Plantar fasciitis is a condition that involves inflammation of the plantar fascia, plantar fasciitis va rating a thick band of tissue that runs across the bottom of the foot, connecting the heel bone to the toes. The plantar fascia acts as a shock absorber and supports the arch of the foot. When this tissue becomes inflamed, it can cause significant pain, especially in the heel.
The primary symptom of plantar fasciitis is heel pain, typically experienced during the first steps in the morning or after periods of rest. The pain may also be present after long periods of standing or intense physical activity. In addition to pain, individuals with plantar fasciitis may experience stiffness and tenderness in the affected foot.
Causes and Risk Factors
Several factors can contribute to the development of plantar fasciitis. One common cause is excessive strain on the plantar fascia, often resulting from overuse or repetitive stress. This can occur in individuals who engage in activities that involve prolonged standing, walking, or running.
Other risk factors for plantar fasciitis include:
Age: Plantar fasciitis is more common in individuals between the ages of 40 and 60.
Foot Structure: Flat feet or high arches can increase the risk of developing plantar fasciitis.
Obesity: Excess body weight puts additional stress on the plantar fascia.
Occupation: Jobs that require prolonged periods of standing or walking on hard surfaces can contribute to the condition.
Improper Footwear: Wearing shoes with inadequate support or poor arch support can contribute to the development of plantar fasciitis.
Diagnosing and Treating Plantar Fasciitis
Diagnosing plantar fasciitis typically involves a thorough examination of the foot and a review of the individual’s medical history. Imaging tests, such as X-rays or MRI scans, may be ordered to rule out other potential causes of heel pain, such as fractures or nerve compression.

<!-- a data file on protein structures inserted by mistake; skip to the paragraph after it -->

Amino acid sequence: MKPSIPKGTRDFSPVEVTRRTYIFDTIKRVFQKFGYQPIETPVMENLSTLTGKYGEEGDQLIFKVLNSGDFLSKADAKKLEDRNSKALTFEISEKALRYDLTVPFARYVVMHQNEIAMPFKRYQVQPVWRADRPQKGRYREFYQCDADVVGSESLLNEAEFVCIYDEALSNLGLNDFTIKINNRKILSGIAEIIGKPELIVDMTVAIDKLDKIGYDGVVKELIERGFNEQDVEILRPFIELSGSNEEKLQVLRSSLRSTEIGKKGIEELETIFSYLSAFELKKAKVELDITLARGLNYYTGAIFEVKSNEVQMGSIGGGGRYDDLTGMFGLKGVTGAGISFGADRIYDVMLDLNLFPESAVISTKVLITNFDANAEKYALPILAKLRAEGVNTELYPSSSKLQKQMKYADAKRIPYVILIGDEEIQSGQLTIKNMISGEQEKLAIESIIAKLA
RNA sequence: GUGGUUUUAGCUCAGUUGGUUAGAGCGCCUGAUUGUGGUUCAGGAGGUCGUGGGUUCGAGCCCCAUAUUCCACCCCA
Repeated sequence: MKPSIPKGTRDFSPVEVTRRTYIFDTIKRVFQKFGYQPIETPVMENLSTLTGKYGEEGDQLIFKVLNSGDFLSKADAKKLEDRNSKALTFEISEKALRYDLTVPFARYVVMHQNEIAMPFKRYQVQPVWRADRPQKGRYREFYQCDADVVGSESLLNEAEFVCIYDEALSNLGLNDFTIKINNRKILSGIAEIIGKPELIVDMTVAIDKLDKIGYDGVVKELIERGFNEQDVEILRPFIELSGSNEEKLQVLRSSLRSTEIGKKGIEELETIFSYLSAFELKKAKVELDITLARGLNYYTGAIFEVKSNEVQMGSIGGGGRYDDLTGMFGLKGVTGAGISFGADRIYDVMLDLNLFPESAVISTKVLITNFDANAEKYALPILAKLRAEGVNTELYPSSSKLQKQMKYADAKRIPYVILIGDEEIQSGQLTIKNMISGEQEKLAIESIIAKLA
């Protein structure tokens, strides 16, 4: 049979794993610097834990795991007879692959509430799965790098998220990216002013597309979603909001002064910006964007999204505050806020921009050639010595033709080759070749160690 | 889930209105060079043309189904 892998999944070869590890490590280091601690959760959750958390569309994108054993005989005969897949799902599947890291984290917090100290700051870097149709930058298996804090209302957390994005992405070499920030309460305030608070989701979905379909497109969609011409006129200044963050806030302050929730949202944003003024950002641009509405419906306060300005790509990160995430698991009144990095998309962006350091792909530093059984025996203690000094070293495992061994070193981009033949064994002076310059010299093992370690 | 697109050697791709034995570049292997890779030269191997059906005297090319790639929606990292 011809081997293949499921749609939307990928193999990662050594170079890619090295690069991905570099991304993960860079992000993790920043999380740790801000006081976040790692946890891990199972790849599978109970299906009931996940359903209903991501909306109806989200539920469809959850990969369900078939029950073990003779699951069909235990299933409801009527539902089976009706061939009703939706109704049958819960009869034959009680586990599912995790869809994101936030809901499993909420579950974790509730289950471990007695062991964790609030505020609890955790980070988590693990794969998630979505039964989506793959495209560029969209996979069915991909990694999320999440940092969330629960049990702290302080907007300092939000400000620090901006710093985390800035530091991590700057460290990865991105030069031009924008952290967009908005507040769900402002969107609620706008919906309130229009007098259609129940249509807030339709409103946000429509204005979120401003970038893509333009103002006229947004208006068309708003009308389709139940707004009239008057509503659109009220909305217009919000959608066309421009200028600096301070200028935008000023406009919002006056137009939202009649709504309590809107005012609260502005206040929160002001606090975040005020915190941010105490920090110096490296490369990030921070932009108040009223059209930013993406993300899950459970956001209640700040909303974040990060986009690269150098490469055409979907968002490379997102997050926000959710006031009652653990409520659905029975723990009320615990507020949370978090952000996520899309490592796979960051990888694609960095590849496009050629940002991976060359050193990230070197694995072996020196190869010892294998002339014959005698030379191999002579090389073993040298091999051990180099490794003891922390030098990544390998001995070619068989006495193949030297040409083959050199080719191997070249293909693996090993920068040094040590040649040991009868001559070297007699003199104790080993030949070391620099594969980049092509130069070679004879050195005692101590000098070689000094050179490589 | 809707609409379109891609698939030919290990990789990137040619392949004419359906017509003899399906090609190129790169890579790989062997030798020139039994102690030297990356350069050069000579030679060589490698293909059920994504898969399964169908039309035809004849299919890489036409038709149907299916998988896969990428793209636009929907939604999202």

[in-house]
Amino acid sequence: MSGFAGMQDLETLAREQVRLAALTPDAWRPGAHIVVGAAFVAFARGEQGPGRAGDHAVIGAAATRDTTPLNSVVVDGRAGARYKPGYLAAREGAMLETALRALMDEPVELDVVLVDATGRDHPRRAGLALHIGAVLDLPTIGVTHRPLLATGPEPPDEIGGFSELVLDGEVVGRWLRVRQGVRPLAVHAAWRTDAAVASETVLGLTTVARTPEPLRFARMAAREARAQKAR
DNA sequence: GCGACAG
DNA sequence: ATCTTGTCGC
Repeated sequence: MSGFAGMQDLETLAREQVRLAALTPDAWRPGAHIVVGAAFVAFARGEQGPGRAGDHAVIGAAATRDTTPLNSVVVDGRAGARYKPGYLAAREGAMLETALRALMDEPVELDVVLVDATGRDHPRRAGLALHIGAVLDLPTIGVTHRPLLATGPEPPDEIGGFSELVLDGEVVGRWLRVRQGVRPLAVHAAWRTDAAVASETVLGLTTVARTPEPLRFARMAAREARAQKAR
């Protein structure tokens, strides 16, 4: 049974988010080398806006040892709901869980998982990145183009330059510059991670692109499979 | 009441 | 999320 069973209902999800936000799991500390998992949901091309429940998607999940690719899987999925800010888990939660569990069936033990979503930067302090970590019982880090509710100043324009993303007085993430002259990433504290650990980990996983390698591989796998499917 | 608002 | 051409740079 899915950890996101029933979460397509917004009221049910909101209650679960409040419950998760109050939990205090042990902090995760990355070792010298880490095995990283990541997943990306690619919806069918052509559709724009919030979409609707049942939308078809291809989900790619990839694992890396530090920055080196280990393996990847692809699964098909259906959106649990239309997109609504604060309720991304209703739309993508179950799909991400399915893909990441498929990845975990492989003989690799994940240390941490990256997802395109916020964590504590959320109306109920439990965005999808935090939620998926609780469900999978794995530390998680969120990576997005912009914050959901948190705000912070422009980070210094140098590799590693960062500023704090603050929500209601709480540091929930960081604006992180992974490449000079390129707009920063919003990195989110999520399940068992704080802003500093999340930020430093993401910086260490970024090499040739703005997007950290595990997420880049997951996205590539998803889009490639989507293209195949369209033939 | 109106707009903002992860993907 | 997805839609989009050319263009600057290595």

The treatment of plantar fasciitis aims to alleviate pain, reduce inflammation, and promote healing. Common treatment options include:
Rest and Ice: Resting the affected foot and applying ice can help reduce inflammation and relieve pain.
Stretching Exercises: Stretching exercises for the Achilles tendon and calf muscles can help alleviate tension on the plantar fascia.
Orthotic Devices: Custom-made or over-the-counter shoe inserts can provide additional support and cushioning.
Footwear: Wearing supportive shoes with proper arch support is crucial for managing plantar fasciitis.
Physical Therapy: Physical therapy may be recommended to strengthen the muscles in the foot and improve flexibility.
Anti-Inflammatory Medications: Nonsteroidal anti-inflammatory drugs (NSAIDs) may be prescribed to reduce pain and inflammation.
In cases where conservative treatments are not effective, more advanced interventions may be considered, including corticosteroid injections or shockwave therapy. Surgery is typically reserved for severe cases that do not respond to other treatments.
VA Rating for Plantar Fasciitis
For military veterans who developed plantar fasciitis during their service, obtaining a VA disability rating is crucial for accessing disability benefits. The VA uses the Schedule for Rating Disabilities (38 CFR Part 4) to evaluate the severity of various medical conditions, including musculoskeletal disorders like plantar fasciitis.
VA Rating Criteria
The VA rates plantar fasciitis under the Musculoskeletal System, specifically under Diagnostic Code 5276. The rating is based on the severity of symptoms, including pain, muscle weakness, and limited motion. The criteria for rating plantar fasciitis are as follows:
10% Rating: Pronounced tenderness of plantar fascia or ligamentous calcaneus, with marked excess fat pad atrophy on weight-bearing, nonweight-bearing, and during manipulation, pain on manipulation, or localized tenderness exacerbated by foot movement.
30% Rating: Severe tenderness of plantar fascia or ligamentous calcaneus; marked excess fat pad atrophy on weight-bearing and nonweight-bearing; persistent, severe pain on manipulation or palpation of the plantar fascia or ligamentous calcaneus; and limitation of ankle motion.
50% Rating: Pronounced symptoms as described in the 30% rating, but with persistent swelling and inflammation that are not controlled by continuous use of orthotics or physical measures.
Notes: For all ratings, it is essential to consider functional loss due to pain, decreased motion, weakness, and any other symptoms that impact the veteran’s ability to work and perform daily activities.
Appealing a Decision
In some cases, a veteran’s initial VA disability claim for plantar fasciitis may be denied or assigned a lower rating than expected. In such situations, veterans have the right to appeal the decision. The appeal process involves submitting additional evidence, attending hearings, and presenting arguments for why the initial decision should be reconsidered.
It is advisable for veterans to seek assistance from veterans’ service organizations or legal representatives specializing in VA claims to navigate the appeals process successfully.